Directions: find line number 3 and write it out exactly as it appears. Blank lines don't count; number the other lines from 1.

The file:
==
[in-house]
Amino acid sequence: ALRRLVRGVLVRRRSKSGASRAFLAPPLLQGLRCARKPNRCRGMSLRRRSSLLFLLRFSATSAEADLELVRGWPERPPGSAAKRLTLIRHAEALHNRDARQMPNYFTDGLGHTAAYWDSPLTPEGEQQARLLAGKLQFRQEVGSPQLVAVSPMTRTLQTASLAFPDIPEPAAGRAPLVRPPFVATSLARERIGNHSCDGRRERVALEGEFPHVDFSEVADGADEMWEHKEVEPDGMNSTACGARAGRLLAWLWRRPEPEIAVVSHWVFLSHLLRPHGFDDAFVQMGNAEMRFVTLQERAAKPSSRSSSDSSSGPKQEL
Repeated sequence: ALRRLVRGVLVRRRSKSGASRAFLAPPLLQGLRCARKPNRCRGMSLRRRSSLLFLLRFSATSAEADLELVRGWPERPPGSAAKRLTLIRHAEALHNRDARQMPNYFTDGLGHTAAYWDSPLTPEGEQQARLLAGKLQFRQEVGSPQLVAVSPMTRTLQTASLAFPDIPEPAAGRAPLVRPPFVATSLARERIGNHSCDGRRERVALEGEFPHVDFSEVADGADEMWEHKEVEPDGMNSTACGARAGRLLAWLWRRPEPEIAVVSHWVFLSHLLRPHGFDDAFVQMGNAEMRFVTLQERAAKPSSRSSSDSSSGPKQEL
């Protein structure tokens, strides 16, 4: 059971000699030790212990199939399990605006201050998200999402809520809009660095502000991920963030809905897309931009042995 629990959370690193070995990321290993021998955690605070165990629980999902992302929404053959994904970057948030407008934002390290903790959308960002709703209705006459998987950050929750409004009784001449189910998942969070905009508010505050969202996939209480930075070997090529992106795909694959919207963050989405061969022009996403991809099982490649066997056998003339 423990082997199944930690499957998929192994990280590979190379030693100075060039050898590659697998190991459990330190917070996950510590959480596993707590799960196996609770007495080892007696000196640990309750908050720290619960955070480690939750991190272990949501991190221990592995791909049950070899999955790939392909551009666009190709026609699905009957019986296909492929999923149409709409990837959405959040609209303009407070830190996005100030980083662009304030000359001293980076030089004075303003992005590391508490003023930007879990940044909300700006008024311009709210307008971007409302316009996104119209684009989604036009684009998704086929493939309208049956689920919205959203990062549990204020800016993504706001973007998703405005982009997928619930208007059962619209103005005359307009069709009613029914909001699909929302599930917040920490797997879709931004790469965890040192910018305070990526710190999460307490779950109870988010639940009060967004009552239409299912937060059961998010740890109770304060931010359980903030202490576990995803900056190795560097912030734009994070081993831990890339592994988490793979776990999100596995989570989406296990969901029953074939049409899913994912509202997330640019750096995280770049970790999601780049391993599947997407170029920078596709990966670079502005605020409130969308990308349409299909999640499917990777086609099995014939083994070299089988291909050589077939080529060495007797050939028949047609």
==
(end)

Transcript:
Repeated sequence: ALRRLVRGVLVRRRSKSGASRAFLAPPLLQGLRCARKPNRCRGMSLRRRSSLLFLLRFSATSAEADLELVRGWPERPPGSAAKRLTLIRHAEALHNRDARQMPNYFTDGLGHTAAYWDSPLTPEGEQQARLLAGKLQFRQEVGSPQLVAVSPMTRTLQTASLAFPDIPEPAAGRAPLVRPPFVATSLARERIGNHSCDGRRERVALEGEFPHVDFSEVADGADEMWEHKEVEPDGMNSTACGARAGRLLAWLWRRPEPEIAVVSHWVFLSHLLRPHGFDDAFVQMGNAEMRFVTLQERAAKPSSRSSSDSSSGPKQEL